Monday, March 31, 2008

Tatonka Pots

I bought a 1.6L and 1L Tatonka when I bought my Tentipi out of the UK. I do not know where these are available in the US, and normally I would not justify the shipping cost from the UK. However, adding these two items to my Tentipi order did not change the shipping cost at all. So, I figured I would give them a shot.

First, I wanted to show off my pot stand. I have seen many homemade pot stands for backpacking. But, they are mostly a single piece and curved. I still might make one like that, but I had the idea to make on jointed, so that it would fold up flat. The small pot, lids, handles, trangia stove, and stand still all fit in the large pot.

All of these photos were taken at the "modern" campground. You would think that being a professional photographer and all, my pictures wouldn't be so crappy. But, when I go on vacation, I want to be on vacation : ) So, ALL my vacation were done on a point and shoot.

Here is a close up with the smaller (1L) pot, with lid. The handle happens to be attached to the lid/skillet in this photo.
Here it is farther away, with both pots in the picture.Overall, there isn't too much excitement here. They work as you would expect, are a good thickness of stainless steel and overall are great quality. One interesting thing to note is the locking mechanism for the handle.

The handle has two hooks on one side. When you lift up on the handle, it locks into place. Quite convenient for pouring, and it worked quite well. The handle also locks when you push down, which I didn't quite understand just yet. The only thing it seemed to do for me at this point was get in the way of removing the lid. When in the backcountry sites, I only used the small pot and used it both on open fire and with the stove. I had cut a pot hook for grabbing the hot handle and for pouring. No use for the downward locking feature. In fact, since there would be more clearance for removing the lid with it gone, I had considered cutting off the lock when I got home.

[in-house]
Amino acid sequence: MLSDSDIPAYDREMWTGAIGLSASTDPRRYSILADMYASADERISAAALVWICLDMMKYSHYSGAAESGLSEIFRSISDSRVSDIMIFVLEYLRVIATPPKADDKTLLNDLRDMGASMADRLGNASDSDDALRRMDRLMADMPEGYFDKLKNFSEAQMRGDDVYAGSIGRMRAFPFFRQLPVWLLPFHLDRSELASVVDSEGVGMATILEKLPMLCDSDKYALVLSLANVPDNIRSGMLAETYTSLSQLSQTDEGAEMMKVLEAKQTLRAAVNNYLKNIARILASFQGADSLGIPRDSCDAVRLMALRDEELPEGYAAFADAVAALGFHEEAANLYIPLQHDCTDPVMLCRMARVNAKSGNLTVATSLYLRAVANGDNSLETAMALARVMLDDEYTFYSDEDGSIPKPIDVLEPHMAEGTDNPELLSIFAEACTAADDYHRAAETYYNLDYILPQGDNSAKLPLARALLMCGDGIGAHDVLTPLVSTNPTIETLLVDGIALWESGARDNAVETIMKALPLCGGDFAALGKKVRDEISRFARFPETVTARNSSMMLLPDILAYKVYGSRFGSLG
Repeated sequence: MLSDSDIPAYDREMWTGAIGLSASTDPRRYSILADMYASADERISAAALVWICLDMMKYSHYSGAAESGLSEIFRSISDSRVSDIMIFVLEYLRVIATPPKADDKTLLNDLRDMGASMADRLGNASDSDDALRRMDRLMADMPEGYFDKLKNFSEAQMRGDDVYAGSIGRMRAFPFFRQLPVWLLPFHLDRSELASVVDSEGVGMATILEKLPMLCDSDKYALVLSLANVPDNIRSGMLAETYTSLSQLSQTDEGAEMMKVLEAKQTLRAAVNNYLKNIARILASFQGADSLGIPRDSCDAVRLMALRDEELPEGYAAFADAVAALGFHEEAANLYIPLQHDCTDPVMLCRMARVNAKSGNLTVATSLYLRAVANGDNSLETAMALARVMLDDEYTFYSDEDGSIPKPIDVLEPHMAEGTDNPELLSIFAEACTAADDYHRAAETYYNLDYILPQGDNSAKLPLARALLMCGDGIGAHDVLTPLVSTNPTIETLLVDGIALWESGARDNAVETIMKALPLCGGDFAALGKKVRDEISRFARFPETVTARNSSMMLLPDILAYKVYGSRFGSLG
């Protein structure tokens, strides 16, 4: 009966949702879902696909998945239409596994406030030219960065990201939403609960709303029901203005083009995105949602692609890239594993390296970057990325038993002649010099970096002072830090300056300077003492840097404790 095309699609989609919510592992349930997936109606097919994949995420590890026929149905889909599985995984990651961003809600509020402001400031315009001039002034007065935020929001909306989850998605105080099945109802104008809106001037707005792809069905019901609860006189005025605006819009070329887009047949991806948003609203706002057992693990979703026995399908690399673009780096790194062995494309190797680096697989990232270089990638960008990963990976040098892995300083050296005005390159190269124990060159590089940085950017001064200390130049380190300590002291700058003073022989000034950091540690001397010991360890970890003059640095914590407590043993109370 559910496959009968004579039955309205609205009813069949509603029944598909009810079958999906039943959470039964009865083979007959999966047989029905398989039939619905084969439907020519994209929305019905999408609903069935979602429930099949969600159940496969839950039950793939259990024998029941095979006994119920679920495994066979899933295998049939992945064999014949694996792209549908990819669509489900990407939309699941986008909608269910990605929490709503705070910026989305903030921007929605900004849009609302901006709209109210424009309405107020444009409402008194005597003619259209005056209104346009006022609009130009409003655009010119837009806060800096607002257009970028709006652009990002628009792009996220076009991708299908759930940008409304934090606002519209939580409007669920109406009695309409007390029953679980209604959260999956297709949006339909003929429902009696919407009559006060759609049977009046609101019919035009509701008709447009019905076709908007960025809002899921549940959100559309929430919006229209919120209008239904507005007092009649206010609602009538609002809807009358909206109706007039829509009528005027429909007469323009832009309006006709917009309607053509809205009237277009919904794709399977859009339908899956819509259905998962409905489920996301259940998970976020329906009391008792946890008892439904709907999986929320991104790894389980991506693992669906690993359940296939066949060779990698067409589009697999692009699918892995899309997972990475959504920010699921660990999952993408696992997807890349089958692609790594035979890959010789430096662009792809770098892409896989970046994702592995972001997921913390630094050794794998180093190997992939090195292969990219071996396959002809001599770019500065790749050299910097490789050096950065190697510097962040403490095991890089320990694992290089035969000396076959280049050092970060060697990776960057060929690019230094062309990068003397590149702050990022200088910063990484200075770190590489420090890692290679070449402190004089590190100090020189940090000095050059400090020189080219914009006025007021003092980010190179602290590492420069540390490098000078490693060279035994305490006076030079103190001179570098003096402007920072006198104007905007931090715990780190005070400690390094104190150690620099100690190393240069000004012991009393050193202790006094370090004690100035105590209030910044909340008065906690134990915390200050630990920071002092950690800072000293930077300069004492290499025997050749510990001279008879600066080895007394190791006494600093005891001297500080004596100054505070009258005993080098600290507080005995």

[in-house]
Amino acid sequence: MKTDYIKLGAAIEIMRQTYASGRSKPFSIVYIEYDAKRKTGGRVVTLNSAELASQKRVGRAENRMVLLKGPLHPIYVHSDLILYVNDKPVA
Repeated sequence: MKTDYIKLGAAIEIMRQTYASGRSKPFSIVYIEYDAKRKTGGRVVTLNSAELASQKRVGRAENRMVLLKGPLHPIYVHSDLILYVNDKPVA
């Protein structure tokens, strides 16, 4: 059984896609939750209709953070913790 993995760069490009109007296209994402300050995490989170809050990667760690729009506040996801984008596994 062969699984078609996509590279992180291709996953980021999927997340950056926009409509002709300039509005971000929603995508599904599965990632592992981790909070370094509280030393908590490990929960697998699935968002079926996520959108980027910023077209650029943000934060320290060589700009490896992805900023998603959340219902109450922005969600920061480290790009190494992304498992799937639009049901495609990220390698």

When I got "modern" campground, they did not even want you to scavenge down wood for firewood, so I suppose cutting a green stick for a pot lifter was out of the question :) That is where I figured out the use for the other lock. Not wanting the handle by the hot fire, or simply relying on it not pivoting to stay away from the fire, when you push down, you can lock it in the upright position. Even after staying on the fire for some time, I could grab the handle with my bare hand without it being too hot. Ah ha....there is a reason for the lock. So, I guess the jury is still out. It looks like the lock will stay for now, but I will still have to experiment more.

Here is a picture of the locking mechanism (sorry for the crappy photo):


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